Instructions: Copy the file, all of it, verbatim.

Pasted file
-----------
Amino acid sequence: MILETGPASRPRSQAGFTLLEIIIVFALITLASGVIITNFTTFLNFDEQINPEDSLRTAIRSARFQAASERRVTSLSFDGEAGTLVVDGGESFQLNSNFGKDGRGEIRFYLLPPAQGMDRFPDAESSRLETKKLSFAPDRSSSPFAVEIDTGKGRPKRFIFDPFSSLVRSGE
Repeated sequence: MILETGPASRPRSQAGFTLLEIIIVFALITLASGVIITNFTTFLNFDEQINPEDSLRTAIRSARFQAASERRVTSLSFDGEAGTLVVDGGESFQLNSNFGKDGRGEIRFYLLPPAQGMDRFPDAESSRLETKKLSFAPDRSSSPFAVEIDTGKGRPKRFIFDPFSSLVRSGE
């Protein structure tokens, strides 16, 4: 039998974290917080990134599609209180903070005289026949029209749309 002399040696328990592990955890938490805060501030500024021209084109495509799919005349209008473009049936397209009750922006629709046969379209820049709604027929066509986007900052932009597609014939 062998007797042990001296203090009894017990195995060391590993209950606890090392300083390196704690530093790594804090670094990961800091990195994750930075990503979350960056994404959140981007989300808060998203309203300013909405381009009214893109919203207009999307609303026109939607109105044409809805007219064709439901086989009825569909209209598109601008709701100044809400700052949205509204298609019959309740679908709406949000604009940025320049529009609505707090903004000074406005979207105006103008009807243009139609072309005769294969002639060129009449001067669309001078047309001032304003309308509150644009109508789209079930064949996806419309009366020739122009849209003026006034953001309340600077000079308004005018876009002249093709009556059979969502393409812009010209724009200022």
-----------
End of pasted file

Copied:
Amino acid sequence: MILETGPASRPRSQAGFTLLEIIIVFALITLASGVIITNFTTFLNFDEQINPEDSLRTAIRSARFQAASERRVTSLSFDGEAGTLVVDGGESFQLNSNFGKDGRGEIRFYLLPPAQGMDRFPDAESSRLETKKLSFAPDRSSSPFAVEIDTGKGRPKRFIFDPFSSLVRSGE
Repeated sequence: MILETGPASRPRSQAGFTLLEIIIVFALITLASGVIITNFTTFLNFDEQINPEDSLRTAIRSARFQAASERRVTSLSFDGEAGTLVVDGGESFQLNSNFGKDGRGEIRFYLLPPAQGMDRFPDAESSRLETKKLSFAPDRSSSPFAVEIDTGKGRPKRFIFDPFSSLVRSGE
């Protein structure tokens, strides 16, 4: 039998974290917080990134599609209180903070005289026949029209749309 002399040696328990592990955890938490805060501030500024021209084109495509799919005349209008473009049936397209009750922006629709046969379209820049709604027929066509986007900052932009597609014939 062998007797042990001296203090009894017990195995060391590993209950606890090392300083390196704690530093790594804090670094990961800091990195994750930075990503979350960056994404959140981007989300808060998203309203300013909405381009009214893109919203207009999307609303026109939607109105044409809805007219064709439901086989009825569909209209598109601008709701100044809400700052949205509204298609019959309740679908709406949000604009940025320049529009609505707090903004000074406005979207105006103008009807243009139609072309005769294969002639060129009449001067669309001078047309001032304003309308509150644009109508789209079930064949996806419309009366020739122009849209003026006034953001309340600077000079308004005018876009002249093709009556059979969502393409812009010209724009200022």